A long running dairy trial at the Solohead Research Farm in Co Tipperary shows that clover-based swards can deliver significantly lower greenhouse gas (GHG) emissions and significantly higher profit margins.
Speaking at an AgriSearch seminar in Cookstown last Thursday, Teagasc researcher Dr James Humphreys explained that when results of trials on clover versus fertiliser nitrogen (N)-based systems were published in 2012, there was very little difference in profitability. As a result, there was little incentive for farmers to adapt their systems.
However, in recent years, researchers have been able to maintain a similar level of output in the zero N, clover-based system when compared to one that uses a high fertiliser N input of 270kg/ha. With similar output and high fertiliser prices, the economics have fundamentally changed.
The trial at Solohead compares three systems. As well as high N and zero N treatments, there is a third scenario where N is mainly applied in the spring (105kg N/ha in total), with about 23% clover content in swards.
That compares to 11% clover content in the high N treatment and 30% clover where no N is applied. There are 27 cows in each treatment, with a target to be stocked at 2.5 cows/ha, and producing around 6,000l per cow on 550kg of concentrate.
From 2017 to 2021, the high N system grew an average of 15.7t dry matter per hectare (DM/ha), of which 1.6t DM was clover, compared to 15.1t DM/ha in the zero N treatment where 4.1t DM was from clover.
“The more N fertiliser we put on, the less N we fixed, and the less fertiliser we put on, the more we fixed. The clover seems to be performing year-on-year. We are getting confidence in it now,” said Humphreys.
Based on total herbage growth, the researchers worked out that they could stock at 2.56 cows/ha in the high N treatment, compared to 2.45 cows/ha in the zero N, high clover alternative.
Scaling up to a 50ha farm, it would mean 128 cows can be carried in the high N scenario, and 123 cows where no N is used. GHG emissions per litre come out at 0.88kg/l (12.5t/ha) and 0.69kg/l (9.3t/ha) respectively, which is a 25% reduction.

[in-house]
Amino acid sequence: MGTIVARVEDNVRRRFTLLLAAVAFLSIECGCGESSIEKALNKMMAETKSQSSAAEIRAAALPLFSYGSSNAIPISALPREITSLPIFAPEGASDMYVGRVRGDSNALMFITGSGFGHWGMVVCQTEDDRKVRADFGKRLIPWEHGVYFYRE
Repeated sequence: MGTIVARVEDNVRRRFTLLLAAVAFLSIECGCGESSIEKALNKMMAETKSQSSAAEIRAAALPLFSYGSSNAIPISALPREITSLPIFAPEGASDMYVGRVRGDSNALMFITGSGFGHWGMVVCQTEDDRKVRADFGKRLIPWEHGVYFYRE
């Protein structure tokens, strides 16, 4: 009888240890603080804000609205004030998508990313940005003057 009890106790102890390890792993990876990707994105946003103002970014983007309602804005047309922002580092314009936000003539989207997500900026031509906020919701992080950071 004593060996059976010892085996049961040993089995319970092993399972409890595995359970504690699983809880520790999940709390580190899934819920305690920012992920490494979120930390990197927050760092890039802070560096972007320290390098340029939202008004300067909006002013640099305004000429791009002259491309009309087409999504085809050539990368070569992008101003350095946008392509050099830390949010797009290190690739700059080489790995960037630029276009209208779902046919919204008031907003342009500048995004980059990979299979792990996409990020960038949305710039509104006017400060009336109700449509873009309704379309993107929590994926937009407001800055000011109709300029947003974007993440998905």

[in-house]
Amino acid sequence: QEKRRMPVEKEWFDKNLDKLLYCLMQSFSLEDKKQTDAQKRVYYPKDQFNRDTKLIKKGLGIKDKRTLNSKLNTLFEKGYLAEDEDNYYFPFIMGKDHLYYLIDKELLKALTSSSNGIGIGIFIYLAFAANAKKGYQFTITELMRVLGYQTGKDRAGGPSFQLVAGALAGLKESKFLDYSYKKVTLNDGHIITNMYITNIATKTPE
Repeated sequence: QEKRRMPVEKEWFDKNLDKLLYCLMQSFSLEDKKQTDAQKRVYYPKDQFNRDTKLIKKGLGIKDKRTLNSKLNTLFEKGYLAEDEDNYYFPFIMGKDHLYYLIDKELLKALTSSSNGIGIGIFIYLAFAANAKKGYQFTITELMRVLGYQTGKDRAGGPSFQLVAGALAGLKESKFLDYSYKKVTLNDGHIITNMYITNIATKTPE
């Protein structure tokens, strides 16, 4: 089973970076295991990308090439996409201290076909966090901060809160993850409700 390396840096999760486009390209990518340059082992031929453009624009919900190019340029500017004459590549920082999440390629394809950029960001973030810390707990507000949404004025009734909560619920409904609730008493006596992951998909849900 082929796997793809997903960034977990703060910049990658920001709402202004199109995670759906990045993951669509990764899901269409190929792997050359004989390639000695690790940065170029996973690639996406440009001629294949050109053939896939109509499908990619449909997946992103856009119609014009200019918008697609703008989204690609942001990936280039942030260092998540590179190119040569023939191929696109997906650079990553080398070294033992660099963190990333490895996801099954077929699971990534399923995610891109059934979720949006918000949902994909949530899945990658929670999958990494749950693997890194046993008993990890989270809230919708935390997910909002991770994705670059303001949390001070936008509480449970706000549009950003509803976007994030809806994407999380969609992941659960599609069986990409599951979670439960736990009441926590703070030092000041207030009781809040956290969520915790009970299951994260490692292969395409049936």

Despite having slightly lower output in the zero N scenario, input costs are much reduced, resulting in higher margins per hectare.
Net margin, which includes a full labour cost, is €1,513/ha in the high N treatment versus €1,733/ha where no N was used.
However, those margins do not take account of the spike in fertiliser costs in 2022.
“The prices used [in the net margin calculation] are the average prices between 2019 and 2021. Expenditure on N fertiliser went from €13,000 down to zero.
“If we put in the same figures this year, it would be €35,000 down to zero. It is a big difference this year,” said Humphreys. He maintained that clover was the “big driver” in having lower emissions and higher net margins, and that a similar performance was now being seen in a group of commercial farms working alongside the Solohead project over the last couple of years. “That is very reassuring from my point of view,” said Humphreys.
The Teagasc research farm at Solohead might be at least 200 miles south of most farms in NI, but according to James Humphreys, land type is not dissimilar to the North, with 20cm of topsoil above a heavy clay base.
Enormous challenge to meet climate targets
Approximately 10 years ago, agriculture in ROI accounted for around 30% of total emissions, but with dairy expansion since the end of the EU milk quota regime, that figure is now 37%. Rising GHG emissions from Irish agriculture need to be set against new Government targets announced in August 2022 that require emissions from agriculture to fall by 25% (when compared to 2018) by 2030.